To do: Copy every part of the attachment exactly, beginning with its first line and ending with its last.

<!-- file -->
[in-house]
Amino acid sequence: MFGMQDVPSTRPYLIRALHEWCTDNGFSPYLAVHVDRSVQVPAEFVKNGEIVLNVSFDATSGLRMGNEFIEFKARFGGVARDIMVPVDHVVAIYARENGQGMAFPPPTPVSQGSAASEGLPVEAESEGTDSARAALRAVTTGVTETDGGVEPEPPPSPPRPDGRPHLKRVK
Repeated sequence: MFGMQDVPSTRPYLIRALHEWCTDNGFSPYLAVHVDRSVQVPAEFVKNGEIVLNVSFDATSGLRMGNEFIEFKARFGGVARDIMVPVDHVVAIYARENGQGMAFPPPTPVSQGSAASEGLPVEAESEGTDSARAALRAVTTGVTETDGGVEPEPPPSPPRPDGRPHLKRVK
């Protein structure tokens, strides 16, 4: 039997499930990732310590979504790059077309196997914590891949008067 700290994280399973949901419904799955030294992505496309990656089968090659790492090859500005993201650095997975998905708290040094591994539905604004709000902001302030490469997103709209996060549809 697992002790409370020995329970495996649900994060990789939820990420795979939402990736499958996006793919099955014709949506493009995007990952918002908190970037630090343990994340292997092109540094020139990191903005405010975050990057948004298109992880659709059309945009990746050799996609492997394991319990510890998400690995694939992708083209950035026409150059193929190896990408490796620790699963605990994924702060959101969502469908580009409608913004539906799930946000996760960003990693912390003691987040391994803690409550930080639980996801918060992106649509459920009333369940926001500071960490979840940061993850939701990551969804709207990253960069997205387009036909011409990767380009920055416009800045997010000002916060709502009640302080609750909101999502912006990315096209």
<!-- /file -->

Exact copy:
[in-house]
Amino acid sequence: MFGMQDVPSTRPYLIRALHEWCTDNGFSPYLAVHVDRSVQVPAEFVKNGEIVLNVSFDATSGLRMGNEFIEFKARFGGVARDIMVPVDHVVAIYARENGQGMAFPPPTPVSQGSAASEGLPVEAESEGTDSARAALRAVTTGVTETDGGVEPEPPPSPPRPDGRPHLKRVK
Repeated sequence: MFGMQDVPSTRPYLIRALHEWCTDNGFSPYLAVHVDRSVQVPAEFVKNGEIVLNVSFDATSGLRMGNEFIEFKARFGGVARDIMVPVDHVVAIYARENGQGMAFPPPTPVSQGSAASEGLPVEAESEGTDSARAALRAVTTGVTETDGGVEPEPPPSPPRPDGRPHLKRVK
């Protein structure tokens, strides 16, 4: 039997499930990732310590979504790059077309196997914590891949008067 700290994280399973949901419904799955030294992505496309990656089968090659790492090859500005993201650095997975998905708290040094591994539905604004709000902001302030490469997103709209996060549809 697992002790409370020995329970495996649900994060990789939820990420795979939402990736499958996006793919099955014709949506493009995007990952918002908190970037630090343990994340292997092109540094020139990191903005405010975050990057948004298109992880659709059309945009990746050799996609492997394991319990510890998400690995694939992708083209950035026409150059193929190896990408490796620790699963605990994924702060959101969502469908580009409608913004539906799930946000996760960003990693912390003691987040391994803690409550930080639980996801918060992106649509459920009333369940926001500071960490979840940061993850939701990551969804709207990253960069997205387009036909011409990767380009920055416009800045997010000002916060709502009640302080609750909101999502912006990315096209």